One wonderful waltz of Johann Strauss Johann Strauss II (October 25, 1825 -- June 3, 1899; also known as fully Johann Baptist Strauss, and Johann Strauss, Jr. was an Austrian composer of light music, particularly dance music and operettas. He composed over 500 waltzes, polkas, quadrilles, and other types of dance music, as well as several operettas and a ballet. In his lifetime, he was known as "The Waltz King", and was largely responsible for the popularity of the waltz in Vienna during the 19th century. Strauss was born in St. Ulrich (now a part of Neubau), the son of Johann Strauss I, another composer of dance music. His father did not wish him to become a composer, but rather a banker; however, the son defied his father's wishes, and went on to study music with the composer Joseph Drechsler and the violin with Anton Kollmann, the ballet répétiteur of the Vienna Court Opera. Strauss had two younger brothers, Josef and Eduard Strauss, who became composers of light music as well, although they were never as well-known as their elder brother. Some of Johann Strauss's most famous works include The Blue Danube, Vienna Waltz, Kaiser-Walzer, Tales from the Vienna Woods, the Tritsch-Tratsch-Polka, and the Pizzicato Polka. Among his operettas, Die Fledermaus and Der Zigeunerbaron are the most well-known.
The decorative first piano edition of Johann Strauss's evocative waltz Geschichten aus dem Wienerwald carries the composer's respectful dedication to his Highness Prince Constantin Hohenlohe-Schillingsfürst (1828-1896), and the work was almost certainly given its world première at a private soirée in the prince's 16th-century palace in the Augarten, Vienna, during summer 1868. An undated letter from that year, written to the composer by Princess Marie Hohenlohe-Schillingsfürst, reads: "Dear Sir, The performance of your beautiful waltz gave me such pleasure recently -- that I cannot help asking you kindly to accept a small memento of the unforgettable evening. It is to remind you of another of your finely-chiselled masterpieces, by the blue Danube -- whose sound reminds us all of happy hours. With repeated thanks and greatest respect. Fürstin zu Hohenlohe". (The nature of the Princess's "memento" is unfortunately not known). Since May 1867 Prince Constantin had held the position of First Master of the Royal Household and had lived in the Augarten residence with his wife Marie (née Princess Sayn-Wittgenstein), the daughter of Franz Liszt's long-term mistress Princess Carolyne Wittgenstein. Through Marie's connections the Augarten Palace, situated on the opposite side of the Danube Canal from the inner city of Vienna, became a focal point of cultural life in the Austrian capital. (After the Second World War it became, and has remained, the home of the Vienna Boys' Choir). On 22 June 1868 Johann Strauss conducted a public performance of Geschichten aus dem Wienerwald before an audience of five thousand at the 'Sommerliedertafel' (Summer Song Programme) of the Wiener Männergesang-Verein (Vienna Men's Choral Association) held in Karl Schwender's 'Neue Welt' entertainment establishment in the Vienna suburb of Hietzing. Yet this was no public première: three days earlier in the Volksgarten, at an 'Extraordinary Novelty Festival with Fireworks, for the Benefit of Josef and Eduard Strauss' on 19 June, Johann himself conducted the new work to great applause and was obliged to repeat it four times. A particularly strong impression was made by the waltz's expansive Introduction of 122 bars, a rustic tone-poem evocative of the countryside of the Wienerwald, the wooded eastern foothills of the Alps, situated just north-west of Vienna. It is curious to reflect, therefore, that at no time in his life did the composer himself undertake walks in the Vienna Woods -- indeed, he expressed a lifelong fear of climbing even the most gentle of hills! Through the use of zither (replaced on this recording by an optional string ensemble) and Ländler-style rhythms in the Introduction and Coda, Strauss emphasises the close ties between the Viennese Waltz and the peasant music of Lower Austria. A zither-player pictured in a vignette on the cover of the first piano edition further underlines this connection, while the artist also depicts other commonplace scenes and pleasures to be enjoyed in the countryside -- shooting on a rifle range, a pair of lovers enjoying rural seclusion, and young men bowling at an outdoor skittle alley.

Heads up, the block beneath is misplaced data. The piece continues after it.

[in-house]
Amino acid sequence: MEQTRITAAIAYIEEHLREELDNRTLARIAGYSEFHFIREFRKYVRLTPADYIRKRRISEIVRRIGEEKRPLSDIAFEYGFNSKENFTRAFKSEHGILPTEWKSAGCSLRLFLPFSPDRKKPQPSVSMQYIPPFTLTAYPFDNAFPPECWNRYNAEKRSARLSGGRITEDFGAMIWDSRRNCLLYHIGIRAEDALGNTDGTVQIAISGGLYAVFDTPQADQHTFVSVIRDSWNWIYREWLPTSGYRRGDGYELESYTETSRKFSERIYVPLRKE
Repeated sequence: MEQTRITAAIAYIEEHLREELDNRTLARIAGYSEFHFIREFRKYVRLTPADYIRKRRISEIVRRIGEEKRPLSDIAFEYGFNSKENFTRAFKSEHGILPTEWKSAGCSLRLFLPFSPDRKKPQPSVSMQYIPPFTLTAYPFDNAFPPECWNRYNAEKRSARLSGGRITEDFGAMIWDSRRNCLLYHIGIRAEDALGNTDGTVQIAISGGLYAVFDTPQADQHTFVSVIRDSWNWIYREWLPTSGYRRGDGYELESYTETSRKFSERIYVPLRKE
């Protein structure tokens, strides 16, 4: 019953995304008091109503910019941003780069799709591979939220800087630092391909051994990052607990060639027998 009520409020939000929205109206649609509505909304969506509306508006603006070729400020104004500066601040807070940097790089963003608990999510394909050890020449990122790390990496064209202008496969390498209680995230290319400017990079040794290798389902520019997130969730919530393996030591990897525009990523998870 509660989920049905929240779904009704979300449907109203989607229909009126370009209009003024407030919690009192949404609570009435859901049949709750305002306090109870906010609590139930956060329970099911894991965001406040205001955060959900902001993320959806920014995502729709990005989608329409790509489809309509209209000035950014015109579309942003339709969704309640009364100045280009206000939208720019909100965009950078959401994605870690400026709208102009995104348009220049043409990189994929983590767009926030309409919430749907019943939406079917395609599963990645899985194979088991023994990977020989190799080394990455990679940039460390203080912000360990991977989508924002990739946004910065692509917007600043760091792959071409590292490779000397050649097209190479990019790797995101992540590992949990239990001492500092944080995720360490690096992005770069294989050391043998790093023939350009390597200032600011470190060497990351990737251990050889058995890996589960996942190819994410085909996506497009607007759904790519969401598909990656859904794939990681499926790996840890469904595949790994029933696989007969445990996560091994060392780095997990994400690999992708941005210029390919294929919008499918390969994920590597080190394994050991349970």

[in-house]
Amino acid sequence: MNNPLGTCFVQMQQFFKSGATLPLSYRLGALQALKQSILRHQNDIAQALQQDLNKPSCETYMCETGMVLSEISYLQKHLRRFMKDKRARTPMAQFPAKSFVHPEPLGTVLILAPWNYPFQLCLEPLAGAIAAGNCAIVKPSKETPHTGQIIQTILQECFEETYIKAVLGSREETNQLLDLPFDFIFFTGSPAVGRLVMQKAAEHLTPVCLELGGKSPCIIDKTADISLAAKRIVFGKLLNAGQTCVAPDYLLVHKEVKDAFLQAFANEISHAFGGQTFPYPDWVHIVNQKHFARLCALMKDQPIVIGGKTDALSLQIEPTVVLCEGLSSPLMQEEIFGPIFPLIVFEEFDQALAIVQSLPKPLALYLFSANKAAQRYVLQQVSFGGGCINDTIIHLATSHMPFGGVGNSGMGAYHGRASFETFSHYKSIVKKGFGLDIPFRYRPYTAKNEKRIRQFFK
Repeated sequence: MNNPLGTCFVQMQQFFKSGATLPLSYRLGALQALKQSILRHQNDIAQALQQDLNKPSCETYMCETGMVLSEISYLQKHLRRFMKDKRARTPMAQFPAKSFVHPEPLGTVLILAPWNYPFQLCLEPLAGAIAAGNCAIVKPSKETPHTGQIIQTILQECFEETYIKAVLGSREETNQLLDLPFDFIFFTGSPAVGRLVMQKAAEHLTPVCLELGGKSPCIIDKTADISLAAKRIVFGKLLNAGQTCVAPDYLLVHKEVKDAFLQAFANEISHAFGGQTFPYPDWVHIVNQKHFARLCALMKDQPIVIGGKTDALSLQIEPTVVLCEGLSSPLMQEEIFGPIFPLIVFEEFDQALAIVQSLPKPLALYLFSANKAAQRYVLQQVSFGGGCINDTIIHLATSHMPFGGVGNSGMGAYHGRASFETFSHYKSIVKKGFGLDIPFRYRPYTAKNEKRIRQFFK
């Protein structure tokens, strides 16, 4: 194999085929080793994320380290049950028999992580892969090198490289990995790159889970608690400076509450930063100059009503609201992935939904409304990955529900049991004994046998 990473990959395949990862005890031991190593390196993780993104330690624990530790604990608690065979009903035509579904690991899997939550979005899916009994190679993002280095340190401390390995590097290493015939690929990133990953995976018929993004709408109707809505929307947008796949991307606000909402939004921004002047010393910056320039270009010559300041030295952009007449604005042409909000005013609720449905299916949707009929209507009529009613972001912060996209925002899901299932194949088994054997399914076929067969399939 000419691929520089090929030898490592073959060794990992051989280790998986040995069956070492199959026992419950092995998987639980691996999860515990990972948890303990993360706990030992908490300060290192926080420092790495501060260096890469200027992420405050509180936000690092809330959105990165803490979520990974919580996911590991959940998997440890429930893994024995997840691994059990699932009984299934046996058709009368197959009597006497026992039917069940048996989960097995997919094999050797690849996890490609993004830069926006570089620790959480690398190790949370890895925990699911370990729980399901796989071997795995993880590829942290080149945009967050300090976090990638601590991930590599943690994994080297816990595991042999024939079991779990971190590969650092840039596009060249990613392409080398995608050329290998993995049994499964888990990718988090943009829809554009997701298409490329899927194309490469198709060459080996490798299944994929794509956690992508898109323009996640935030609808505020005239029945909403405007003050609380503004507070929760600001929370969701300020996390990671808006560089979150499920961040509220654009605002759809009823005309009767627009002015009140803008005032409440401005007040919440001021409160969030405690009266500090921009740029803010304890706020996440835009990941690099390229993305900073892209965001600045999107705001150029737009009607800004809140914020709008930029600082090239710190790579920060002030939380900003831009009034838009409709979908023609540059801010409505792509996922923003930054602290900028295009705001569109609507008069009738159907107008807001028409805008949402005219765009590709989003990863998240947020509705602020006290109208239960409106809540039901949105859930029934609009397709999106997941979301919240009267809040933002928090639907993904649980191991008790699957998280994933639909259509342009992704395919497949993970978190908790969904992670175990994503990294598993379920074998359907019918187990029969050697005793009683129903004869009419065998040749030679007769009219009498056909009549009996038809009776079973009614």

Johann Strauss II (1825-1899) *Künstlerleben, op.316 / Artists’ Life / Vie d’artiste (00:00) *Wiener Blut, op.354 / Vienna Blood / Sang Viennois (6:50) *Schatz Walzer, op.418 / Treasure Waltz / Valse « Le Trésor » (15:45) Josef Strauss (1827-1870) *Mein Lebenslauf ist Lieb’ und Lust, op.263 My Life is love und laughter / Ma vie est amour et joie (23:50) Johann Strauss II *Rosen aus dem Süden, op.388 / Roses from the South Roses du Sud (30:32) *An der schönen, blauen Donau, op.314 / On the beautiful Blue Danube Le beau Danube Bleu (39:13) *Kaiserwalzer, op.437 / Emperor Waltz / Valse de l’Empereur (47:20) Josef Strauss *Dorfschwalben aus Österreich, op.164 / Hirondelles d’Autriche (54:55) Johann Strauss II *Morgenblätter, op.279 / Morning papers / Feuilles du matin (1:02:25) *Unter Donner und Blitz, op.324 / Thunder and Lightning Polka Sous le tonnerre et les éclairs (1:10:30) Chicago Symphony Orchestra Conductor : Fritz Reiner Stéréo recording in 1957 and 1960 Label : RCA Strauss Family PLAYLIST (reference recordings) https://www.youtube.com/playlist?list=PL3UZpQL9LIxNaeeyYMdrB_-GK3ubHHhDt Click to buy this recording : https://www.amazon.com/Strauss-Waltzes-Johann-II/dp/B00000E6KX/ref=sr_1_6?s=music&ie=UTF8&qid=1517838721&sr=1-6&keywords=fritz+reiner+strauss+johann